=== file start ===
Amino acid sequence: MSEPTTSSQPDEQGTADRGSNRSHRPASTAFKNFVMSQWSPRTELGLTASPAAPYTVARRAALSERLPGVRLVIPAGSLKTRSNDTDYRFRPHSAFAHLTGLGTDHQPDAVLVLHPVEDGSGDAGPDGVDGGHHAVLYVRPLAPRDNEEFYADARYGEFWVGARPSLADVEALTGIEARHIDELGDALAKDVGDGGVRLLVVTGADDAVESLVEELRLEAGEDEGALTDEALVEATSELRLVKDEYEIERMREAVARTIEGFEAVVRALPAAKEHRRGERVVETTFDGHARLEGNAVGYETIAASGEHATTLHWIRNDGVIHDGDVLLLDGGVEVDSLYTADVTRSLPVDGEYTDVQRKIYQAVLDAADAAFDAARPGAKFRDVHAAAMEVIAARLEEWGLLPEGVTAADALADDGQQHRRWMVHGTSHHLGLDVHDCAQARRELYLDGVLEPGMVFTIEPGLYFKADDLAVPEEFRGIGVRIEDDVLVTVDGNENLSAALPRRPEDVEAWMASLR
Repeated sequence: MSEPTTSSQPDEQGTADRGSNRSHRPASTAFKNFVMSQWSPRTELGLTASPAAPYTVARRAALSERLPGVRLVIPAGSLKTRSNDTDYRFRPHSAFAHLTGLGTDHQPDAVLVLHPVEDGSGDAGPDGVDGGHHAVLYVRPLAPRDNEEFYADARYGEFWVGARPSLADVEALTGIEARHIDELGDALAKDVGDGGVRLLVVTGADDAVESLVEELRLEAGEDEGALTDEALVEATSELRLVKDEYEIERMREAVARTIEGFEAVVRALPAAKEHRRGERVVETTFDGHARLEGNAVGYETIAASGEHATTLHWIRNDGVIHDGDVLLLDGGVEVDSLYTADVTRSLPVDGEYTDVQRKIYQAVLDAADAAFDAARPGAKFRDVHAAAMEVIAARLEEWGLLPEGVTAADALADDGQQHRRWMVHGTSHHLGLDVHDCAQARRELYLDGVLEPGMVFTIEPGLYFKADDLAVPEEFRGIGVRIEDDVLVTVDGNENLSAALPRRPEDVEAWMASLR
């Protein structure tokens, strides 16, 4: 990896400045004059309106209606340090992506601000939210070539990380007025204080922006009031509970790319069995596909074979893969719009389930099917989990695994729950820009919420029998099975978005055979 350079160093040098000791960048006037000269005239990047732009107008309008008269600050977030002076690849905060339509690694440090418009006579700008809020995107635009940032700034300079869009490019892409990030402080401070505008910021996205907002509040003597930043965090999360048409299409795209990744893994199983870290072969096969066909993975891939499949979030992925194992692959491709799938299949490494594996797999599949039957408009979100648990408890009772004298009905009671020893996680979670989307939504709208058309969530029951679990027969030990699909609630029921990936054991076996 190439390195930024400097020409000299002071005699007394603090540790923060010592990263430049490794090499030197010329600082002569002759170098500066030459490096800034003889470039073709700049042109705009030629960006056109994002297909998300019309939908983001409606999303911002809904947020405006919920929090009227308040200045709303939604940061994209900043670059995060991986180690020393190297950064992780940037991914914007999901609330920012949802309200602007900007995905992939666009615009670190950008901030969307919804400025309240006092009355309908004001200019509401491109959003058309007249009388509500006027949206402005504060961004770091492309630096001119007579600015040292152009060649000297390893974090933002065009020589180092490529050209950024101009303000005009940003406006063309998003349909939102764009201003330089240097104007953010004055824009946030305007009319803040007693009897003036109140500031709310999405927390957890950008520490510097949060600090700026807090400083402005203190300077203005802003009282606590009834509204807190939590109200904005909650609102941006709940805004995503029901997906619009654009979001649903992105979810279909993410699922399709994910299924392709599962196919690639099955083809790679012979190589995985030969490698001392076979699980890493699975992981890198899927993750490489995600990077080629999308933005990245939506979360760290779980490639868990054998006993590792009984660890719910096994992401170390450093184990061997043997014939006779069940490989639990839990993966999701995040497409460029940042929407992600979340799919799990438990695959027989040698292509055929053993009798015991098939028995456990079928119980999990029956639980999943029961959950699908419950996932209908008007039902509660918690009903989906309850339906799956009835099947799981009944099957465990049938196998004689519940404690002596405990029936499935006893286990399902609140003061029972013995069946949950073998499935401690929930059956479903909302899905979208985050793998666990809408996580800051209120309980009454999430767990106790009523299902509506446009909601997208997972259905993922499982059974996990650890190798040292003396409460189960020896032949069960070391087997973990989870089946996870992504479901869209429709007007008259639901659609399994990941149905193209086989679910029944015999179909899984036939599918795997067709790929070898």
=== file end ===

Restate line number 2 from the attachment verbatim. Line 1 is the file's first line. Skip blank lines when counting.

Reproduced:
Repeated sequence: MSEPTTSSQPDEQGTADRGSNRSHRPASTAFKNFVMSQWSPRTELGLTASPAAPYTVARRAALSERLPGVRLVIPAGSLKTRSNDTDYRFRPHSAFAHLTGLGTDHQPDAVLVLHPVEDGSGDAGPDGVDGGHHAVLYVRPLAPRDNEEFYADARYGEFWVGARPSLADVEALTGIEARHIDELGDALAKDVGDGGVRLLVVTGADDAVESLVEELRLEAGEDEGALTDEALVEATSELRLVKDEYEIERMREAVARTIEGFEAVVRALPAAKEHRRGERVVETTFDGHARLEGNAVGYETIAASGEHATTLHWIRNDGVIHDGDVLLLDGGVEVDSLYTADVTRSLPVDGEYTDVQRKIYQAVLDAADAAFDAARPGAKFRDVHAAAMEVIAARLEEWGLLPEGVTAADALADDGQQHRRWMVHGTSHHLGLDVHDCAQARRELYLDGVLEPGMVFTIEPGLYFKADDLAVPEEFRGIGVRIEDDVLVTVDGNENLSAALPRRPEDVEAWMASLR